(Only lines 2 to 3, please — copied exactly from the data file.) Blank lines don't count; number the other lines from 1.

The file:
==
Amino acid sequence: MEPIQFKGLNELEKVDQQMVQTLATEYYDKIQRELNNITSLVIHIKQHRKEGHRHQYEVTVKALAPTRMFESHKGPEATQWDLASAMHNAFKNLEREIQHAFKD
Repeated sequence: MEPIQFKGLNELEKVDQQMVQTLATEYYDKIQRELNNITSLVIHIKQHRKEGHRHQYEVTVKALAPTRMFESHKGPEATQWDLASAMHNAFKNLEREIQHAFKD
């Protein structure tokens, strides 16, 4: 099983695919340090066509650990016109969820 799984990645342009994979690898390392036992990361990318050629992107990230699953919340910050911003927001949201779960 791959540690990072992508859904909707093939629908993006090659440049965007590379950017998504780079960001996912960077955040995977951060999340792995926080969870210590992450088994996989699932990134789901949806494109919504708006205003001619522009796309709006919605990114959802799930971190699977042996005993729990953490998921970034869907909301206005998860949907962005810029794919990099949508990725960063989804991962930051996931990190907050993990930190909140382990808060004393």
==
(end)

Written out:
Repeated sequence: MEPIQFKGLNELEKVDQQMVQTLATEYYDKIQRELNNITSLVIHIKQHRKEGHRHQYEVTVKALAPTRMFESHKGPEATQWDLASAMHNAFKNLEREIQHAFKD
């Protein structure tokens, strides 16, 4: 099983695919340090066509650990016109969820 799984990645342009994979690898390392036992990361990318050629992107990230699953919340910050911003927001949201779960 791959540690990072992508859904909707093939629908993006090659440049965007590379950017998504780079960001996912960077955040995977951060999340792995926080969870210590992450088994996989699932990134789901949806494109919504708006205003001619522009796309709006919605990114959802799930971190699977042996005993729990953490998921970034869907909301206005998860949907962005810029794919990099949508990725960063989804991962930051996931990190907050993990930190909140382990808060004393």